Headline from The Washington Post:
A deadly tornado wipes out much of Joplin, MO. What does The Washington Post notice about that? What else? Obama will pay them a visit. Obama’s whole public persona rather turns my stomach at bit, but even apart from our beloved leader, I have always found government officials visiting disaster cites amusing. Once a strong storm came through where we live. The next day I was out repairing the house and cleaning up the mess. Did I care if the President, or any other official drove by to have a look? Not really – unless he was prepared to get out of his expensive ride and do some work to help – which such persons never are, of course. (Yes, I know they are sometimes willing to send other people’s money to ‘help’ – but that is another matter.)
But our story continues, and as I read, I wondered when the ‘global warming’ angle would show up. Oddly, the next point was this:
An emerging body of research points to a cyclical drop in temperatures in the Pacific Ocean as part of the answer. Called La Nina, the cycle lasts at least five months and repeats every three to five years. This year La Nina is pushing a strong North American jet stream east and south, altering prevailing winds. The jet stream’s river of cool air high in the atmosphere pulls warmer, more humid air from the ground upward, forming thunderstorm “supercells.”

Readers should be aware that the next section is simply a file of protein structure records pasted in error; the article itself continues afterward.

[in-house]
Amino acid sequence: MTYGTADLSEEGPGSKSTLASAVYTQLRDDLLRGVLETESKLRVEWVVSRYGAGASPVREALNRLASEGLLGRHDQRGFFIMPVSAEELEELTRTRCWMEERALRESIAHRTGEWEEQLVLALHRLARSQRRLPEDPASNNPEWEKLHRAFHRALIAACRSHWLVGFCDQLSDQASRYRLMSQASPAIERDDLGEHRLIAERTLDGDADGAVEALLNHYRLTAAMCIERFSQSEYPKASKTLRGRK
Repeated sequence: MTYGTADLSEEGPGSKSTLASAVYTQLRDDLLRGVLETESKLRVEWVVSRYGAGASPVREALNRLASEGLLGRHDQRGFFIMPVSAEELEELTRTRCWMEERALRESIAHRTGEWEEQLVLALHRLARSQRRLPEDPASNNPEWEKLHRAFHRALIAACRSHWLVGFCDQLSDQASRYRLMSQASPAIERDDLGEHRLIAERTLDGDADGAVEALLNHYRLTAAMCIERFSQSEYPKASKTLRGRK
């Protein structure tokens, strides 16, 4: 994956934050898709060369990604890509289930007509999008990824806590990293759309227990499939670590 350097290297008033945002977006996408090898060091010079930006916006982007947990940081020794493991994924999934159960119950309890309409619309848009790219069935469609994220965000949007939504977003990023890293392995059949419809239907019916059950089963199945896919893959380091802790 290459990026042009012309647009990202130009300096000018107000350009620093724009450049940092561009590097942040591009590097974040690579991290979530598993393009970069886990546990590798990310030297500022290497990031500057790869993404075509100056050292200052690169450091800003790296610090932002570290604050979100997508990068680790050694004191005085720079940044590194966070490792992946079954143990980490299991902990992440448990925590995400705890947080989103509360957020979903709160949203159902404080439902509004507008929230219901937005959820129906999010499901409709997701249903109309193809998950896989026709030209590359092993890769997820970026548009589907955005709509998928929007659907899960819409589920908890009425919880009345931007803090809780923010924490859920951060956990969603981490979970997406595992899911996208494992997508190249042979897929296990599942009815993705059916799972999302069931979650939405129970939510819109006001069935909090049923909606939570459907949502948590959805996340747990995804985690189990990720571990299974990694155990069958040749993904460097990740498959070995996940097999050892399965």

You mean the Pacific Ocean getting cooler could help create more deadly tornadoes? That’s what some think. But The Washington Post were not just going to leave those chips on the table. The very next words were:
The climate-change factor?
“Climate change could be boosting one of those ingredients [for tornadoes], but it depends on how these ingredients come together,” said Robert Henson, a meteorologist at the University Corporation for Atmospheric Research.
Well, they tried to get ‘climate change’ in the mix, but their experts weren’t really biting this time. I can just see those reports overcome with disappointment.